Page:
Study Objective. To compare the safety and cost-effectiveness of disposable and nondisposable infraumbilical laparoscopic cannulas. Design. Retrospective review of consecutive laparoscopic procedures performed from July 1, 1988, to June 30, 1994. Setting. A university-affiliated hospital. Patients. The 10,459 consecutive women who underwent laparoscopies. Interventions. A 10-mm disposable cannula was used in 529 laparoscopies and a nondisposable cannula in 9930, based on physician preference. Measurements and Main Results. The only intraabdominal injuries associated with insertion of disposable and nondisposable cannulas were bowel injuries in one and three patients, respectively. The injury rates for the instruments were 19 and 3/10,000 cases, respectively, but were not statistically different (P <0.05, Fisher's two-tail exact test). The hospital cost per disposable cannula in 1994 was $63.71; the cost per procedure with the nondisposable cannula was amortized and was less than $1.35, including maintenance. Conclusion. Disposable cannulas were not cost effective and were associated with a higher but not statistically significant complication rate. Therefore, the more expensive disposable cannulas are not recommended.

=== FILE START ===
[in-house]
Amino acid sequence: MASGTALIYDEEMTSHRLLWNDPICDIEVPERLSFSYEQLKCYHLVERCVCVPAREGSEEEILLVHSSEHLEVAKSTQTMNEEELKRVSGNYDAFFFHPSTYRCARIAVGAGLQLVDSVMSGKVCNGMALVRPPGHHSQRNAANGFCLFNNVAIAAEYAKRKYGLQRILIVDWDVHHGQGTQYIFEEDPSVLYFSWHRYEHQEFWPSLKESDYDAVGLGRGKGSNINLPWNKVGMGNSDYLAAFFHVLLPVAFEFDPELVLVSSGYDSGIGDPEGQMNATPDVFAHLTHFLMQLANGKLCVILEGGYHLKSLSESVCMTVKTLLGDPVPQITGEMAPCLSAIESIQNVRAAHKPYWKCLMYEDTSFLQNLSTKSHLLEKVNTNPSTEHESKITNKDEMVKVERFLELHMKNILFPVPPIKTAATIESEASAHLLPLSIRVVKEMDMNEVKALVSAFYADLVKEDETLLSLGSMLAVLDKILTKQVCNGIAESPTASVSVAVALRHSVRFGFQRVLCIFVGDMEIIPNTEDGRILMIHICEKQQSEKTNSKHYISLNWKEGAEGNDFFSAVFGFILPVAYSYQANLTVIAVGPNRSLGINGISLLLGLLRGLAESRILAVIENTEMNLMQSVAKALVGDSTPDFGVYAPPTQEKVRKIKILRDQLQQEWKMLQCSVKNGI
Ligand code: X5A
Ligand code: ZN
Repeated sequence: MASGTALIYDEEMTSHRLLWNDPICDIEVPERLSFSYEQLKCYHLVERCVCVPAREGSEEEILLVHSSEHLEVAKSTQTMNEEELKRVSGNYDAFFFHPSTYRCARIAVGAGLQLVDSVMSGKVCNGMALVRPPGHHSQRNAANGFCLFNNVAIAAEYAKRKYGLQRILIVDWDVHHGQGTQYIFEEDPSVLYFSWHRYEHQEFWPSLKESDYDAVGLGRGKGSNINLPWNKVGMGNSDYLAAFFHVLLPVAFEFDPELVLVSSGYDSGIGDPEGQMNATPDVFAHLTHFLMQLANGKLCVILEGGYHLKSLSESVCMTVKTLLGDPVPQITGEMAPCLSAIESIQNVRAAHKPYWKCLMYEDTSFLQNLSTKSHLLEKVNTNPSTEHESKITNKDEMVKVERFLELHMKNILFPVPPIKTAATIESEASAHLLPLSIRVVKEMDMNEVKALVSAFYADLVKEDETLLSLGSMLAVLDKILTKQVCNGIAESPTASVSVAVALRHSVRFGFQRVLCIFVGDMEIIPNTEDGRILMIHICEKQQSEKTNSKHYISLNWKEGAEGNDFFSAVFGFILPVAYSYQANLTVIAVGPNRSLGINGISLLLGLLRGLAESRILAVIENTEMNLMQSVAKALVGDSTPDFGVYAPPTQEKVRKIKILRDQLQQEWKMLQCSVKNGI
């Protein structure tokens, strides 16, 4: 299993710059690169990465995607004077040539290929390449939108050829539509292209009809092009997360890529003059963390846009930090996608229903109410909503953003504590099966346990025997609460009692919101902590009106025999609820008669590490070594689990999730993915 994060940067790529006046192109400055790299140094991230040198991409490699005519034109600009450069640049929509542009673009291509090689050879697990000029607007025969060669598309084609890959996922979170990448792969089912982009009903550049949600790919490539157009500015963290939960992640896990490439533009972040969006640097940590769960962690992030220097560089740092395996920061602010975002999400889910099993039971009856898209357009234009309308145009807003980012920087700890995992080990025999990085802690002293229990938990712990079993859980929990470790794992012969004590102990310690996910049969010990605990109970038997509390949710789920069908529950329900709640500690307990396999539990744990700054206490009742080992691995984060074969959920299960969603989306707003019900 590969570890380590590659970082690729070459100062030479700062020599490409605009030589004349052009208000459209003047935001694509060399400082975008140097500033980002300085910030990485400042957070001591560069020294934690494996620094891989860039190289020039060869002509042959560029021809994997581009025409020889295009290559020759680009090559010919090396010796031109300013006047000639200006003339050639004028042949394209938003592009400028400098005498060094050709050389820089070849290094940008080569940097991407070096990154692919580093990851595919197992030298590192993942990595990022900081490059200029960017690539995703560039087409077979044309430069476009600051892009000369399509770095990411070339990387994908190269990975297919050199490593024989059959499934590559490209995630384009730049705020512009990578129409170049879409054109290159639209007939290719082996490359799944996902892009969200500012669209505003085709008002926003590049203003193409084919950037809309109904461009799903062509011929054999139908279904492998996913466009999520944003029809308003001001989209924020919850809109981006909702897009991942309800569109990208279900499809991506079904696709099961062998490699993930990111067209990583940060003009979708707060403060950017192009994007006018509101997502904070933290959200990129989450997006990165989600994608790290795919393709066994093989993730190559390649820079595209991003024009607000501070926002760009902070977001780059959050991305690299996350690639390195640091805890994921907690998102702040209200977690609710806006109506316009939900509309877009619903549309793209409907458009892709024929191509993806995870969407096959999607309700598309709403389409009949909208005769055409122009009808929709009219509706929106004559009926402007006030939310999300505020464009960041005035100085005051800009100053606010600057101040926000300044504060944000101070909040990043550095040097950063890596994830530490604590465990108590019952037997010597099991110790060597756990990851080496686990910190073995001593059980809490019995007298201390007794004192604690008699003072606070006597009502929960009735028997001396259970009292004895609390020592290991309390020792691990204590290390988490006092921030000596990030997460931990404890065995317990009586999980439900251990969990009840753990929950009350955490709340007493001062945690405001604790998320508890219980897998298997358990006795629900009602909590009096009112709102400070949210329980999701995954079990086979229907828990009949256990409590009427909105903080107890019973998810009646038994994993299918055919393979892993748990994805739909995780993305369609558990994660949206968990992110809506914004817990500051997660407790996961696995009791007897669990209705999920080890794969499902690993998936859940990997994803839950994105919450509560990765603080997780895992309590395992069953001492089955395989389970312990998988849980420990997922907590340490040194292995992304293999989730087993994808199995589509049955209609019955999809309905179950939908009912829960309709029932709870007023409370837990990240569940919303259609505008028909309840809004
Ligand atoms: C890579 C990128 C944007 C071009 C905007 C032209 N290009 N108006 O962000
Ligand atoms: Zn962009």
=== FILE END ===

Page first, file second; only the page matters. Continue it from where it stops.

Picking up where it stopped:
|Original language||English (US)|
|Number of pages||4|
|Journal||Journal of the American Association of Gynecologic Laparoscopists|
|Publication status||Published - Nov 1996|
ASJC Scopus subject areas
- Obstetrics and Gynecology